These also saw the advent of the company’s now famous and widely acclaimed ‘split gearbox’ design - an innovation which increases the speed and convenience with which gearboxes can be stripped and maintained three-fold according to the video I was shown during our meeting, it also vastly improves the adaptability of ICS Airsoft’s guns in terms of amending their output power and mainsprings to suit a variety of engagement ranges or site power limits with great ease and without the need to disrupt the rest of the gear and motor arrangement in order to do so, thus minimising potential upsets to the balance of other components during such procedures.
Split gearbox disassembly
ICS Airsoft itself dates back to 1983, when Mr Chu decided to diversify from a toy making background and become the first major airsoft gun manufacturer in Taiwan, at a time when Taiwan was still largely closed off to the West and the airsoft markets were in their infancy in general, it endured negative public opinion and pressure from the local government against itself and other competitors in an industry which was not highly regarded by officials or the public for its effective ties to armaments and conflict.
Despite the hardships and seeing many competitors close down, Mr Chu persevered, and as well as diversifying back into more traditional toy manufacture to keep the business afloat during the troubled times and political tumultuousness of Taiwan at the time, he also realised the company’s future lay with selling overseas to the emerging combat sport markets.
Beginning out - as many manufacturers have - by imitating the likes of Tokyo Marui’s earlier designs, the push for domestic innovation and independence and leaving their own mark on the airsoft industry drove Mr Chu and ICS Airsoft to develop their own range of design ideas and end products which started predominantly with their MP5 style replicas and moved through a multitude of Armalite platforms, as well as a few oddballs such as Kalashnikov variants, rotary grenade launchers and even the UK’s L85/L86 Small Arms of the 1980’s (SA80) platform.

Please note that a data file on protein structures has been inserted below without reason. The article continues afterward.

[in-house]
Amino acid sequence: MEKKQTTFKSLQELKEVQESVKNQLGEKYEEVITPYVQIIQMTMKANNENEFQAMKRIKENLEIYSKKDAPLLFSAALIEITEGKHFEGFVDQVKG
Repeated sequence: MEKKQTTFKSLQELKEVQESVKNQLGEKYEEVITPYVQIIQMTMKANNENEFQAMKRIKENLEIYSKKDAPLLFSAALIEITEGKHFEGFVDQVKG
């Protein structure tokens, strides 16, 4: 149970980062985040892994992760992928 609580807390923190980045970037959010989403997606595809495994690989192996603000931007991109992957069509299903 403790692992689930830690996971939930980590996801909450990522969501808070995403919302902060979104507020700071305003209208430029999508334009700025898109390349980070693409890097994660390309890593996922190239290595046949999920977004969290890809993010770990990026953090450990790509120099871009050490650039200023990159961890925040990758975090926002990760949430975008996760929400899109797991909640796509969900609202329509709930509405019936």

Despite their adventures through the fairly typical range of AEG replicas many manufacturers bring to the market, in more recent years ICS have been focusing more towards their own line of original creations, with Mr Chu putting his personal ideas into a lot of the CXP line - Concept eXclusive Projects; entirely original amalgamations of various real steel platforms or features into more customised answers to airsofter specific requirements.
This approach has multiple benefits; whilst the creative flair and novel features of ICS’ internals - such as their longer serving split gearbox, as well as their more recent additions of their first to market SSS self diagnostic intelligent gearbox monitoring system and their Modular Assault Rifle System’s approach to customising a user’s individual platform to a much greater extent - coupled with more individualistic external aesthetics or functional component design give ICS a more unique appeal to end users as well as great functionality, it also affords them greater freedom in exporting their goods internationally.
A great deal of time and money is already expended by a large proportion of airsoft gun manufacturers and their umbrella licensing brokers or distributors to secure official licensing of products by the likes of Heckler & Koch, Glock, Fabrique Nationale and Sig Sauer/SIG Arms in the real steel realm; many existing OEMs have to devote a significant proportion of their efforts and end user cost to legitimise their clones of real world counterpart weapons to ensure product accuracy for discerning collectors or avid MilSim gamers alike.